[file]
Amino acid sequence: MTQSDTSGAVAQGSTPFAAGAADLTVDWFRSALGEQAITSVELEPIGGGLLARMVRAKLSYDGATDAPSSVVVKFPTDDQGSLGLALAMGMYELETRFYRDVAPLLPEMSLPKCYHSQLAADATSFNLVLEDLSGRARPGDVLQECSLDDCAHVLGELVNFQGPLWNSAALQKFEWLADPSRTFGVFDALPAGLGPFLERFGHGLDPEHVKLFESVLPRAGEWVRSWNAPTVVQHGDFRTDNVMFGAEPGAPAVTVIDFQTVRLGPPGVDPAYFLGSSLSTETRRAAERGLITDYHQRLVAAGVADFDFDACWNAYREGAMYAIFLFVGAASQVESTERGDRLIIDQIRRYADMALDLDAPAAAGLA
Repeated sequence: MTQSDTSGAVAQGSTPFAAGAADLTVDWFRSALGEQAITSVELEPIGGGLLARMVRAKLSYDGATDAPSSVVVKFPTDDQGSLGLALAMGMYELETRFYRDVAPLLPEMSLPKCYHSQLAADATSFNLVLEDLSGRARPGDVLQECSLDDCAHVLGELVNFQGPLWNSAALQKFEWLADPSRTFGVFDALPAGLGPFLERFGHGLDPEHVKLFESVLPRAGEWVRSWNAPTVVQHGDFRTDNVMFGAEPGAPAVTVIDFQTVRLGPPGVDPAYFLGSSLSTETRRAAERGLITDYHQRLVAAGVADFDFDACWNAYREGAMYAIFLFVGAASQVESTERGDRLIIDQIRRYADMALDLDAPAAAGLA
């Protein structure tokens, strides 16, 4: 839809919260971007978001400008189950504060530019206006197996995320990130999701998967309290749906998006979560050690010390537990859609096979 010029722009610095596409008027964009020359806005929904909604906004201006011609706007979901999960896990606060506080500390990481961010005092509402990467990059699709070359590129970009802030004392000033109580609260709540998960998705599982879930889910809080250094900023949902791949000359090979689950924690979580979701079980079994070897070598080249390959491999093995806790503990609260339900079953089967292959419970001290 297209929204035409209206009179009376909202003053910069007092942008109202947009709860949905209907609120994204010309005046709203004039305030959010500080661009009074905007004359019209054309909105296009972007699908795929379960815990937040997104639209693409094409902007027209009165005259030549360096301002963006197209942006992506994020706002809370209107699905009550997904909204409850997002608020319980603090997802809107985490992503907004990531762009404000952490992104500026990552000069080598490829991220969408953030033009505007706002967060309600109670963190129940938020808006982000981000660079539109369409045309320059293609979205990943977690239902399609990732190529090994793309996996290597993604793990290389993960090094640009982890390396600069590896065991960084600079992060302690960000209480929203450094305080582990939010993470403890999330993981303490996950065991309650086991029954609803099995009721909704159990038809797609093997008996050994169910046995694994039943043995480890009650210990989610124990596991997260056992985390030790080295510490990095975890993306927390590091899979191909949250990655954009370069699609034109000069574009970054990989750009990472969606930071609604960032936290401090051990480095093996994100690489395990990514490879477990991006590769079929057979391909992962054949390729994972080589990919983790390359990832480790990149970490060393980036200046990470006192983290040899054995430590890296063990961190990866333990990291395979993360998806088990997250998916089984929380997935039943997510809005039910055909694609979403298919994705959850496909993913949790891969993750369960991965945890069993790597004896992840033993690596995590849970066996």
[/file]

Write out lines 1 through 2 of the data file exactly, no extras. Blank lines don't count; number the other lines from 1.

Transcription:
Amino acid sequence: MTQSDTSGAVAQGSTPFAAGAADLTVDWFRSALGEQAITSVELEPIGGGLLARMVRAKLSYDGATDAPSSVVVKFPTDDQGSLGLALAMGMYELETRFYRDVAPLLPEMSLPKCYHSQLAADATSFNLVLEDLSGRARPGDVLQECSLDDCAHVLGELVNFQGPLWNSAALQKFEWLADPSRTFGVFDALPAGLGPFLERFGHGLDPEHVKLFESVLPRAGEWVRSWNAPTVVQHGDFRTDNVMFGAEPGAPAVTVIDFQTVRLGPPGVDPAYFLGSSLSTETRRAAERGLITDYHQRLVAAGVADFDFDACWNAYREGAMYAIFLFVGAASQVESTERGDRLIIDQIRRYADMALDLDAPAAAGLA
Repeated sequence: MTQSDTSGAVAQGSTPFAAGAADLTVDWFRSALGEQAITSVELEPIGGGLLARMVRAKLSYDGATDAPSSVVVKFPTDDQGSLGLALAMGMYELETRFYRDVAPLLPEMSLPKCYHSQLAADATSFNLVLEDLSGRARPGDVLQECSLDDCAHVLGELVNFQGPLWNSAALQKFEWLADPSRTFGVFDALPAGLGPFLERFGHGLDPEHVKLFESVLPRAGEWVRSWNAPTVVQHGDFRTDNVMFGAEPGAPAVTVIDFQTVRLGPPGVDPAYFLGSSLSTETRRAAERGLITDYHQRLVAAGVADFDFDACWNAYREGAMYAIFLFVGAASQVESTERGDRLIIDQIRRYADMALDLDAPAAAGLA